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  3. We report discovery and characterization of a main-sequence G star orbiting a dark object with mass1.90±0.04M. The system was discovered via Gaia astrometry and has an orbital period of 731 days. We obtained multi-epoch RV follow-up over a period of 639 days, allowing us to refine the Gaia orbital solution and precisely constrain the masses of both components. The luminous star is a12,Gyr-old, low-metallicity halo star near the main-sequence turnoff (,K; ; ;M0.79M) with a highly enhanced lithium abundance. The RV mass function sets a minimum companion mass for an edge-on orbit ofM2>1.67M, well above the Chandrasekhar limit. The Gaia inclination constraint,i=68.7±1.4,deg, then implies a companion mass ofM2=1.90±0.04M. The companion is most likely a massive neutron star: the only viable alternative is two massive white dwarfs in a close binary, but this scenario is disfavored on evolutionary grounds. The system’s low eccentricity (e=0.122±0.002) disfavors dynamical formation channels and implies that the neutron star likely formed with little mass loss (1M) and with a weak natal kick (). Stronger kicks with more mass loss are not fully ruled out but would imply that a larger population of similar systems with higher eccentricities should exist. The current orbit is too small to have accommodated the neutron star progenitor as a red supergiant or super-AGB star. The simplest formation scenario – isolated binary evolution – requires the system to have survived unstable mass transfer and common envelope evolution with a donor-to-accretor mass ratio>10. The system, which we call Gaia NS1, is likely a progenitor of symbiotic X-ray binaries and long-period millisecond pulsars. Its discovery challenges binary evolution models and bodes well for Gaia’s census of compact objects in wide binaries.

     
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    Free, publicly-accessible full text available January 1, 2025
  4. Abstract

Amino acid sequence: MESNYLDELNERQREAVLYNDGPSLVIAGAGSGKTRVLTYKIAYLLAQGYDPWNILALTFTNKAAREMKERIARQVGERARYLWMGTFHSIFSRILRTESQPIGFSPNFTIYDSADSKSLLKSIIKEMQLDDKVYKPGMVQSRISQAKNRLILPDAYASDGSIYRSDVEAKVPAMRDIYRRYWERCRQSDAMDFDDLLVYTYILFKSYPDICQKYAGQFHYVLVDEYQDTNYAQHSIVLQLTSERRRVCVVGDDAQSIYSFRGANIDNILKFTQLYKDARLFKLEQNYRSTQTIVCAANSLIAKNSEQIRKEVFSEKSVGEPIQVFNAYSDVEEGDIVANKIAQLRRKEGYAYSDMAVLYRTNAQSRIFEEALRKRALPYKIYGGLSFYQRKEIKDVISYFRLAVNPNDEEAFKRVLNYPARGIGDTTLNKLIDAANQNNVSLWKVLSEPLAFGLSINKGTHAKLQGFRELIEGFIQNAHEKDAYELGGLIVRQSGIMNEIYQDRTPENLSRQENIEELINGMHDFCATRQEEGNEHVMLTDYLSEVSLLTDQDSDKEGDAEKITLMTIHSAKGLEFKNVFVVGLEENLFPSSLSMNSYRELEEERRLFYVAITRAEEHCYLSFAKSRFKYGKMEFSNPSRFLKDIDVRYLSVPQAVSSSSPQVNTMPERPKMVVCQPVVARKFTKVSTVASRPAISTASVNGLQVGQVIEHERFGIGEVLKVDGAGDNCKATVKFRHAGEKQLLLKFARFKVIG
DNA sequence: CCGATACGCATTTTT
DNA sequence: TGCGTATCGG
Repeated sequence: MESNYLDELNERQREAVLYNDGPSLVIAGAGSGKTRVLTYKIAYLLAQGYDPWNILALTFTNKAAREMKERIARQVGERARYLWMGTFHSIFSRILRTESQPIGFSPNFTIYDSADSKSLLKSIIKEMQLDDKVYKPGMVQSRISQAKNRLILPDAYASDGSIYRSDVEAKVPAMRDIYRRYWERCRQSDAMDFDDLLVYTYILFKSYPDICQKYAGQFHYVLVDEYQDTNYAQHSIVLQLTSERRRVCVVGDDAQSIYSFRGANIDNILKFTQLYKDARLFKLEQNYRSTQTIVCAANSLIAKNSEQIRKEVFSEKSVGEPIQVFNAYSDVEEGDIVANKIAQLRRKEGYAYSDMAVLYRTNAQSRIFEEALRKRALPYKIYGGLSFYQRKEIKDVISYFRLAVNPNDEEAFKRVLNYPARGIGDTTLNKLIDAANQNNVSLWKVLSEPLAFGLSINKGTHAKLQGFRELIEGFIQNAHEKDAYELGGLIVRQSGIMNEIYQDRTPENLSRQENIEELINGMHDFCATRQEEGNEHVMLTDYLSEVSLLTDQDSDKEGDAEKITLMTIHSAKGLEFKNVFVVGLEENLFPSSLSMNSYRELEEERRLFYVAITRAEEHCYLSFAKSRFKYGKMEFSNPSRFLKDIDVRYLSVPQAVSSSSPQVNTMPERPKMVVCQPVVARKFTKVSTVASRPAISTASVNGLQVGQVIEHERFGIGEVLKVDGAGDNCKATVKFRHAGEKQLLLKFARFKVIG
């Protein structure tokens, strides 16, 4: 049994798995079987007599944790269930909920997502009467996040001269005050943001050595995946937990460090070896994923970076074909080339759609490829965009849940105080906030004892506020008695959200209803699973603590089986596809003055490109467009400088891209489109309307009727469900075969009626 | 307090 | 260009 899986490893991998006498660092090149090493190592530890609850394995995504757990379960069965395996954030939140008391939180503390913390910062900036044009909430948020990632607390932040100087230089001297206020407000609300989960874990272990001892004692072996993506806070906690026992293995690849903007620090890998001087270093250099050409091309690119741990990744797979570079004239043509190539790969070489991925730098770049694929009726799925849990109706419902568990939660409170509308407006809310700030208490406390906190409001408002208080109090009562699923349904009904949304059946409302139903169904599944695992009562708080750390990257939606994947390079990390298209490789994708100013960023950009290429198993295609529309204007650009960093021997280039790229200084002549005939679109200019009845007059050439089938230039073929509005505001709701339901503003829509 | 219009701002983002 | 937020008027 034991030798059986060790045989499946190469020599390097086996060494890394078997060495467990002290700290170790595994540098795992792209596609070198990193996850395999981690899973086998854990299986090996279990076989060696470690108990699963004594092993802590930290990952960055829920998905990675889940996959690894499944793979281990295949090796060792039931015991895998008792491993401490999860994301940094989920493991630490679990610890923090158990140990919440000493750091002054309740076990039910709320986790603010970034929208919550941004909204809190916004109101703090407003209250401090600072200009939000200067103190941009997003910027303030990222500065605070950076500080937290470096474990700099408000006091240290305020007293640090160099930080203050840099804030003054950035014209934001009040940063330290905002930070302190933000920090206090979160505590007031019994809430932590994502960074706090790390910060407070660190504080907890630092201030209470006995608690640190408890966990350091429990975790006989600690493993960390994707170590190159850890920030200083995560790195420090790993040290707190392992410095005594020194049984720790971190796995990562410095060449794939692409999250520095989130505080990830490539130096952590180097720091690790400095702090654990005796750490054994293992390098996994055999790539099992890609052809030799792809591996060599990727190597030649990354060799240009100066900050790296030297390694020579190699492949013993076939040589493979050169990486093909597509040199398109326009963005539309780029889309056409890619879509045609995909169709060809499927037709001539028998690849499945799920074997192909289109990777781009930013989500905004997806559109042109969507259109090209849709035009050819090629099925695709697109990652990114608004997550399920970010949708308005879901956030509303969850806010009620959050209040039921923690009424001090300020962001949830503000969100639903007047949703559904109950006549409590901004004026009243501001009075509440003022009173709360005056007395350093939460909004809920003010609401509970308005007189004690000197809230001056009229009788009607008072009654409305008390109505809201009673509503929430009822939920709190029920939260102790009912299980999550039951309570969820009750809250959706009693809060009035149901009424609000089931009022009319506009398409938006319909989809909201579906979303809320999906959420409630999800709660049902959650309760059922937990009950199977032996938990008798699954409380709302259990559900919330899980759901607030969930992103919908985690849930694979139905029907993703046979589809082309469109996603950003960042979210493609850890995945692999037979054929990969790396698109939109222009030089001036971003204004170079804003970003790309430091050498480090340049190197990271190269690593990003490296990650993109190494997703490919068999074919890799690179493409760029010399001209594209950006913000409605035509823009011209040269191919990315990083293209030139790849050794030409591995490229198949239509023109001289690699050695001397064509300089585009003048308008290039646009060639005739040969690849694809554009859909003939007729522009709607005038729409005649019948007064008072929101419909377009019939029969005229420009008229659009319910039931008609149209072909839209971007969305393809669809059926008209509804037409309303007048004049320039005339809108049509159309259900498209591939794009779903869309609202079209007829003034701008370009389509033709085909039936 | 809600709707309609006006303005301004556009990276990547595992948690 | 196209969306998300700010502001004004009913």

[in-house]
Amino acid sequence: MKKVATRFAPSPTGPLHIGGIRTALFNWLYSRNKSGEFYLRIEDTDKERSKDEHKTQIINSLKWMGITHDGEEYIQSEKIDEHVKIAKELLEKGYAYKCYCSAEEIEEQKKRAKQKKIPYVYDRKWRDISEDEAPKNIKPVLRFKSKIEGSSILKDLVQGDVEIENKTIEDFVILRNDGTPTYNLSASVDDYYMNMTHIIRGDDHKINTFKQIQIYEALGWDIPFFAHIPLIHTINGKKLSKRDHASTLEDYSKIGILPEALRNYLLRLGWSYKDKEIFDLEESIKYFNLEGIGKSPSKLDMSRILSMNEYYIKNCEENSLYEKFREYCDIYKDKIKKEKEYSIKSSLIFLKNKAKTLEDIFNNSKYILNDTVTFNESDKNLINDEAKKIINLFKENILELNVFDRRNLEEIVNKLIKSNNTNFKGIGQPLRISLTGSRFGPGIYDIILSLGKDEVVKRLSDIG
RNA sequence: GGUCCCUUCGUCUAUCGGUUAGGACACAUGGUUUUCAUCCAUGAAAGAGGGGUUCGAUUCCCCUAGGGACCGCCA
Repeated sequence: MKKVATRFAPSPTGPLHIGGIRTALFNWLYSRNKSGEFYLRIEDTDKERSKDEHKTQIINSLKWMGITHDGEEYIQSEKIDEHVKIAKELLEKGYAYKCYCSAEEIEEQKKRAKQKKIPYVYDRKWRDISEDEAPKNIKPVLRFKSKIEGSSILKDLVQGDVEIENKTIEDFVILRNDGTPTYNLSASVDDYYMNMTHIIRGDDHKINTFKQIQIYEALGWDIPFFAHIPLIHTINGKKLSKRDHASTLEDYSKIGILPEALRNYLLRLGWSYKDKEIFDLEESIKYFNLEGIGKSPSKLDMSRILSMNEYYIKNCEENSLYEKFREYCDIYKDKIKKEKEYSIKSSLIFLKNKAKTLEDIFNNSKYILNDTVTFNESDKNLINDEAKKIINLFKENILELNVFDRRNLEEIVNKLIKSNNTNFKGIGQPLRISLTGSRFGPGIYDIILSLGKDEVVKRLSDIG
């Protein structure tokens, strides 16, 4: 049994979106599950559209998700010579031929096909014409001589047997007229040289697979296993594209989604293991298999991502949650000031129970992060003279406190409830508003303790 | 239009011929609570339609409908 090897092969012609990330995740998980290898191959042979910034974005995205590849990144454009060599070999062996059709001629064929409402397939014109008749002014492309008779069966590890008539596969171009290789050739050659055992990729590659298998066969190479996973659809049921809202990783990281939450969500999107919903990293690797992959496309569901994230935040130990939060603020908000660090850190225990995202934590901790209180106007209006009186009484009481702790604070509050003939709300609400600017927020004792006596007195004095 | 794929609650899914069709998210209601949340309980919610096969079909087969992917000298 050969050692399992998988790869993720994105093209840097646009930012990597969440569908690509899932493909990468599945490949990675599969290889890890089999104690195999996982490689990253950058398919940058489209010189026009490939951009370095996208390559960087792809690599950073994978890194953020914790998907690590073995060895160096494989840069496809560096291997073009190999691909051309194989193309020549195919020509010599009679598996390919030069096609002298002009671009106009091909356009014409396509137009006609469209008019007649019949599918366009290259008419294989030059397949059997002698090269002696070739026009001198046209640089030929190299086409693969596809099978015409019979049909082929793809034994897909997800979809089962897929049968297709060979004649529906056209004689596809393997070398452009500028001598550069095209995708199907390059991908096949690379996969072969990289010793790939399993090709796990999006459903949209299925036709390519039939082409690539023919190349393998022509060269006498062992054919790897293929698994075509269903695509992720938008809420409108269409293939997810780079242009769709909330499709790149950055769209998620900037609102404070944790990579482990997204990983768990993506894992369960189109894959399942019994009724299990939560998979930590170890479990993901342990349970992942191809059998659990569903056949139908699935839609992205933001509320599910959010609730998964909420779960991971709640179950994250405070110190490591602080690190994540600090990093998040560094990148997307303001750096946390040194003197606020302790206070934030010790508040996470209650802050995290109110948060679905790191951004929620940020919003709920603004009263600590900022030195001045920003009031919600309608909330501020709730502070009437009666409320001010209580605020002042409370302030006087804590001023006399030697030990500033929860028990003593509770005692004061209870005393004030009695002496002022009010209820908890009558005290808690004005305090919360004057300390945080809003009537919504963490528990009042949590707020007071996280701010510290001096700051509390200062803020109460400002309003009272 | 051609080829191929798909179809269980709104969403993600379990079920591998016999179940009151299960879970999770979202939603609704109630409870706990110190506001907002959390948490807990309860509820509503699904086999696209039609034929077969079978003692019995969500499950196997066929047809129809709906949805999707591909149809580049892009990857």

In this paper, we present a chemical and kinematic analysis of two ultrafaint dwarf galaxies (UFDs), Aquarius II (Aqu II) and Boötes II (Boo II), using Magellan/IMACS spectroscopy. We present the largest sample of member stars for Boo II (12), and the largest sample of red giant branch members with metallicity measurements for Aqu II (eight). In both UFDs, over 80% of targets selected based on Gaia proper motions turned out to be spectroscopic members. In order to maximize the accuracy of stellar kinematic measurements, we remove the identified binary stars and RR Lyrae variables. For Aqu II, we measure a systemic velocity of −65.3 ± 1.8 km s−1and a metallicity of [Fe/H] =2.570.17+0.17. When compared with previous measurements, these values display a ∼6 km s−1difference in radial velocity and a decrease of 0.27 dex in metallicity. Similarly for Boo II, we measure a systemic velocity of130.41.1+1.4km s−1, more than 10 km s−1different from the literature, a metallicity almost 1 dex smaller at [Fe/H] =2.710.10+0.11, and a velocity dispersion 3 times smaller atσvhel=2.91.2+1.6km s−1. Additionally, we derive systemic proper-motion parameters and model the orbits of both UFDs. Finally, we highlight the extremely dark-matter-dominated nature of Aqu II and compute the J-factor for both galaxies to aid searches of dark matter annihilation. Despite the small size and close proximity of Boo II, it is an intermediate target for the indirect detection of dark matter annihilation due to its low-velocity dispersion and corresponding low dark matter density.